In chronic urticaria that is unresponsive to a second-generation H1 antihistamine in a standard dose, a variety of therapeutic strategies are recommended . High (off-label) doses of second-generation H1 antihistamines have been prospectively tested in a few randomized, double-masked, placebo-controlled trials and may offer some advantage. Use of 2 different second-generation H1 antihistamines on the same day or use of a nonsedating H1 antihistamine in the morning and a sedating H1 antihistamine at night is commonly recommended based on tradition and clinical experience. Prospective, randomized, controlled trials of these treatment regimens are long overdue.
Some but not all individuals with severe chronic urticaria that is unresponsive to H1 antihistamines will respond to montelukast or to an H2 antihistamine such as cimetidine. Individuals with intractable pruritus might require a course of treatment with an immunomodulator such as an oral corticosteroid, cyclosporin, hydroxychloroquine, omalizumab, dapsone, colchicine, sulfasalazine, mycophenolate, or oral tacrolimus.
Montelukast has been studied in large, randomized, placebo-controlled trials in chronic urticaria and cyclosporine, hydroxychloroquine, and omalizumab have been studied in small, randomized, placebo-controlled trials. None of the other pharmacological interventions used in chronic urticaria refractory to antihistamine treatment have been studied in randomized, placebo-controlled trials. With the exception of antihistamines and montelukast, immunomodulators used in chronic urticaria have potentially severe adverse effects, and individuals taking them need to be monitored on a regular basis [13, 23, 26].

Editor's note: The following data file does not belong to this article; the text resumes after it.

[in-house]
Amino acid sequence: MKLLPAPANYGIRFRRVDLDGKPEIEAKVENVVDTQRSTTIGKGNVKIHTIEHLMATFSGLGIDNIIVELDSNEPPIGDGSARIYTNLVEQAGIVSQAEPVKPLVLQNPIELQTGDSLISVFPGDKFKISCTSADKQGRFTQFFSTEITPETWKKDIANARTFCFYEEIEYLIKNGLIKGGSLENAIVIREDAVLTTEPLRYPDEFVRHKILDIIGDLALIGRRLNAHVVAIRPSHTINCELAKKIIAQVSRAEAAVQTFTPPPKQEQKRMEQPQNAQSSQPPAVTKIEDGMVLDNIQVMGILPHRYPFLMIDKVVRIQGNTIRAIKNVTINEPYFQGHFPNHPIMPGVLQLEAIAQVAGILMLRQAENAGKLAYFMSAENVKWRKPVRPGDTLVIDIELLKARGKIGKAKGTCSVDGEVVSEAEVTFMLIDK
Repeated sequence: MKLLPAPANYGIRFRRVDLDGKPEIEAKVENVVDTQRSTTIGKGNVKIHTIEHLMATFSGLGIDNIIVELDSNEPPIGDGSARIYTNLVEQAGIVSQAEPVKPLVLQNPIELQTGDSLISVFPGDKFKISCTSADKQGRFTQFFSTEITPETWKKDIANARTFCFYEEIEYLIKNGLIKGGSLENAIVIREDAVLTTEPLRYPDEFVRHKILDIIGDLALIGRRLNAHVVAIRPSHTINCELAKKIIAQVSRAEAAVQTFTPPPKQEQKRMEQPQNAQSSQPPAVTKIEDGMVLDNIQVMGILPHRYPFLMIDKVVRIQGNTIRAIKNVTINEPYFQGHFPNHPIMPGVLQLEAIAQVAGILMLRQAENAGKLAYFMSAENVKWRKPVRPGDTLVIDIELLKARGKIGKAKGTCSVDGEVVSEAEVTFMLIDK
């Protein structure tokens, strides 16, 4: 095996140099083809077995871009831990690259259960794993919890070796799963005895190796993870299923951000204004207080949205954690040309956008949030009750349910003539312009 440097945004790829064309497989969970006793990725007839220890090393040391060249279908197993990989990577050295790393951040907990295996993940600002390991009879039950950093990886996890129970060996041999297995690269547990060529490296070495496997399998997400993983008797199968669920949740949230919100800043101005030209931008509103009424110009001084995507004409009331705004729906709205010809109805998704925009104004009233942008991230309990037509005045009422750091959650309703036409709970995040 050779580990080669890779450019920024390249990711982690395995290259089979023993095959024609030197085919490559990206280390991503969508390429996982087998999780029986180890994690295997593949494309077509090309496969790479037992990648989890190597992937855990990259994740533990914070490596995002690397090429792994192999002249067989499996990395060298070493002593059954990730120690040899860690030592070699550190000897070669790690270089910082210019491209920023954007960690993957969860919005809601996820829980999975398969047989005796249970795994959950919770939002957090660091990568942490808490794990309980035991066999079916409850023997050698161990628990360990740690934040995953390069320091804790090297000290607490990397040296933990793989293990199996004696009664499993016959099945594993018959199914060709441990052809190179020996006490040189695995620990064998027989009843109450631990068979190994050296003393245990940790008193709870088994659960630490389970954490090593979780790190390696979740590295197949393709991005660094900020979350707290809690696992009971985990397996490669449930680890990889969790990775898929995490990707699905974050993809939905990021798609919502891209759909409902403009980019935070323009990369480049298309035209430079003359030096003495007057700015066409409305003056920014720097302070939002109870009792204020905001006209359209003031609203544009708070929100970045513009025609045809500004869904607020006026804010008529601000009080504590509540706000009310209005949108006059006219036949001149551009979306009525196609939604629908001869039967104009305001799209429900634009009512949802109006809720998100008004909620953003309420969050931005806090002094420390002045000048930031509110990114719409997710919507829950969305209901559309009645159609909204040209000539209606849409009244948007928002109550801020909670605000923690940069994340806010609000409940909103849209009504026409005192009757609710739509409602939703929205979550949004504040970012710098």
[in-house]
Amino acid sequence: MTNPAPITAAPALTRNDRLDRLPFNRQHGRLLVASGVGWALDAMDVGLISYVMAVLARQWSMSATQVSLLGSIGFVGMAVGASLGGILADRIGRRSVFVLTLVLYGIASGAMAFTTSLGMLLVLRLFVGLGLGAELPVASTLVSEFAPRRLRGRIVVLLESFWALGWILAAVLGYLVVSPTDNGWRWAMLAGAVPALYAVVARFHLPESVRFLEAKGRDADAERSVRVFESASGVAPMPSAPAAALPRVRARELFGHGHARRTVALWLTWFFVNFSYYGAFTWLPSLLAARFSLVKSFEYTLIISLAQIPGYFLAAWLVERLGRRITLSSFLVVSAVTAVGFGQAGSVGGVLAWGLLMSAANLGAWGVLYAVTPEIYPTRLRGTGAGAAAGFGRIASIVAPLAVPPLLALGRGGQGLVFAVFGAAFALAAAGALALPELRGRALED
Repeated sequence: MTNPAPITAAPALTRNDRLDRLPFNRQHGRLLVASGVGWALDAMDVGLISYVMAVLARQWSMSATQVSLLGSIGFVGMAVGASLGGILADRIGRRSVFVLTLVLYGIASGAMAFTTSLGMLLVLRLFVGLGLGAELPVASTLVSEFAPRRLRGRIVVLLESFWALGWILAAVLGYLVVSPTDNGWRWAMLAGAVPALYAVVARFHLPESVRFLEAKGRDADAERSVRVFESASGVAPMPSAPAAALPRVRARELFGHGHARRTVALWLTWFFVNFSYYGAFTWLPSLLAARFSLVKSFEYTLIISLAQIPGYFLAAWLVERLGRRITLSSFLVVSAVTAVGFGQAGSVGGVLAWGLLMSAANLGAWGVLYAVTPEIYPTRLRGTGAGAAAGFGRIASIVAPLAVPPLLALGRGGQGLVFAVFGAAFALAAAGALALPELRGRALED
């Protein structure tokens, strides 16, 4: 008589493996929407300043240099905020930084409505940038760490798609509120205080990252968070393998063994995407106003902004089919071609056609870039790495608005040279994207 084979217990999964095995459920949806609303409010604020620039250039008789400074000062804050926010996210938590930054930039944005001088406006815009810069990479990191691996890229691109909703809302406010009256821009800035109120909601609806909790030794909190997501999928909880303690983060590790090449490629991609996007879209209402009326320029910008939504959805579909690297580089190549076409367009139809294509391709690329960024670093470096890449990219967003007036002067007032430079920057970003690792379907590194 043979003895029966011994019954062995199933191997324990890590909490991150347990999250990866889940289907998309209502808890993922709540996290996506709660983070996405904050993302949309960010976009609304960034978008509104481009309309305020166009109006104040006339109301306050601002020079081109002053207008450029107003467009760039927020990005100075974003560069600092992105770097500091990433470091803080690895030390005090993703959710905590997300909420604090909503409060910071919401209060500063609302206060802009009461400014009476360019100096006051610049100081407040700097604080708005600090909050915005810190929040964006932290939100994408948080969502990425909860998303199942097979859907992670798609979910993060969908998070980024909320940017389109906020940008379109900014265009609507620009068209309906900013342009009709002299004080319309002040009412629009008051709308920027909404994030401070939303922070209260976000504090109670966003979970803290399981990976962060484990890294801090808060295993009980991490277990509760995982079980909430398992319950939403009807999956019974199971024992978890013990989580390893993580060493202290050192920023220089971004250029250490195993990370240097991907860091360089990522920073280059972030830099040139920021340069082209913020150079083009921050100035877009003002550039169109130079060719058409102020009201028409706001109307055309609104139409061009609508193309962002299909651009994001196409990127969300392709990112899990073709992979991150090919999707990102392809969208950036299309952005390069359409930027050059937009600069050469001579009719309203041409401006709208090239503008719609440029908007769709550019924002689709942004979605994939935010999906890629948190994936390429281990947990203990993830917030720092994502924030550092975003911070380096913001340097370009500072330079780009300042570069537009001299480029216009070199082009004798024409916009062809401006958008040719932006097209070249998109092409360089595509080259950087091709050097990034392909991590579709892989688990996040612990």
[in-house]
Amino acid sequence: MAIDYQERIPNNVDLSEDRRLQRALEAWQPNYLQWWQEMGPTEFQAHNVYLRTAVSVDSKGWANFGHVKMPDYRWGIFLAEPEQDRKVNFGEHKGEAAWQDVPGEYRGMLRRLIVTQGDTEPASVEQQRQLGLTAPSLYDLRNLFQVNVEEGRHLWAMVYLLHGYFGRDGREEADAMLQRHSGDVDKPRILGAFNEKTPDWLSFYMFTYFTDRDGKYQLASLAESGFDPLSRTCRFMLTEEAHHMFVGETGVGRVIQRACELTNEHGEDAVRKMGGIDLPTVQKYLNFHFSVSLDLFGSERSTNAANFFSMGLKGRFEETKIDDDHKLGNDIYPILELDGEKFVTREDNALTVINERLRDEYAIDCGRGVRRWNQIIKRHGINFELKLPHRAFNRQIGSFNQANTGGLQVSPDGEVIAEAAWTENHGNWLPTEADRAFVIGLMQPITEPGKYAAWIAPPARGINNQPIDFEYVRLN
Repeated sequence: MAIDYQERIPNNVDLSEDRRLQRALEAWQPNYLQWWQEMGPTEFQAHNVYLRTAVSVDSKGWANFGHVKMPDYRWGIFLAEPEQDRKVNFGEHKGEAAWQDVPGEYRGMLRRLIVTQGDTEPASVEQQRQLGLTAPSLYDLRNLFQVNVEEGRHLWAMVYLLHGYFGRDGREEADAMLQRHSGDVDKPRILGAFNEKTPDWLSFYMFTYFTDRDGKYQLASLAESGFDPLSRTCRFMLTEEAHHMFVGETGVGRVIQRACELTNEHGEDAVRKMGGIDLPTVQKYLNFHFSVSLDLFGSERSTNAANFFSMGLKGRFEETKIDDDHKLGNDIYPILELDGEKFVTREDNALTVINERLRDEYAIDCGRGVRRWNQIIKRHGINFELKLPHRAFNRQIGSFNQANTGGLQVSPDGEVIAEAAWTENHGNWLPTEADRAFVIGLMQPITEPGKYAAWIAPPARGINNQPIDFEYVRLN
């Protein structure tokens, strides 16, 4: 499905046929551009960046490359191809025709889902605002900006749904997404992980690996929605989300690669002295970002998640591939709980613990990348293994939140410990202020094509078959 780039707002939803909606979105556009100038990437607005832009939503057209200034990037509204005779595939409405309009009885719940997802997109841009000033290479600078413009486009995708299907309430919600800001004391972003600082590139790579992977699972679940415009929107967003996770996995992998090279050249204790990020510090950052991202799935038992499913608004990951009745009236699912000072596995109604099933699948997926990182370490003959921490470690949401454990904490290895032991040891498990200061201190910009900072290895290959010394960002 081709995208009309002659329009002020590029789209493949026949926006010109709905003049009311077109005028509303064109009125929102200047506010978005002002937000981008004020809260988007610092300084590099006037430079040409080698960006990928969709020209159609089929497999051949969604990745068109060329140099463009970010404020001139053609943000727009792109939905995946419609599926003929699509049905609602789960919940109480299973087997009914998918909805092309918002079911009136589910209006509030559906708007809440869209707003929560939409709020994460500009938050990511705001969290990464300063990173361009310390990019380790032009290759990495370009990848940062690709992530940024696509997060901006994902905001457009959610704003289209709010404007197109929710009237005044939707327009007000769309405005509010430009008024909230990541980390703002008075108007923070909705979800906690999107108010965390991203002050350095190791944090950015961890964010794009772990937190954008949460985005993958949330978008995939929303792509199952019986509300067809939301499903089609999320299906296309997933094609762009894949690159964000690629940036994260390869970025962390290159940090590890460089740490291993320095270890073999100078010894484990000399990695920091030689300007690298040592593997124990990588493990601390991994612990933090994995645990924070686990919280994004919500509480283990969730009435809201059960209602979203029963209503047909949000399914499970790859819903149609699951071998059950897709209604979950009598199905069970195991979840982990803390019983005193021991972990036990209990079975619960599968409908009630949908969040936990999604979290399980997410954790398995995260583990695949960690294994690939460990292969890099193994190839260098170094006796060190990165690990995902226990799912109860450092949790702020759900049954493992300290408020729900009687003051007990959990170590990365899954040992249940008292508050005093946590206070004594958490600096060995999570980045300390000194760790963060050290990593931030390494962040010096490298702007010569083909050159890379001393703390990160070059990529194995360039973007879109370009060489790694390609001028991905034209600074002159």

Diseases in which H1 antihistamines are used but are not drugs of first choice
H1 antihistamines are administered in many diseases in which their use is not adequately supported by randomized controlled trials (Tables 4B-E).
Atopic dermatitis and other skin disorders
The evidence that H1 antihistamines relieve itch in atopic dermatitis is limited to a study of fexofenadine in which itching was the only outcome measure and a study of cetirizine in which off-label doses as high as 40 mg were administered. In atopic dermatitis, histamine may act as a pruritogen not only through H1 receptors, but also through H3 and H4 receptors; in addition, cytokines such as interleukin-31 and other agents may be important pruritogens (Table 4B) [30–32].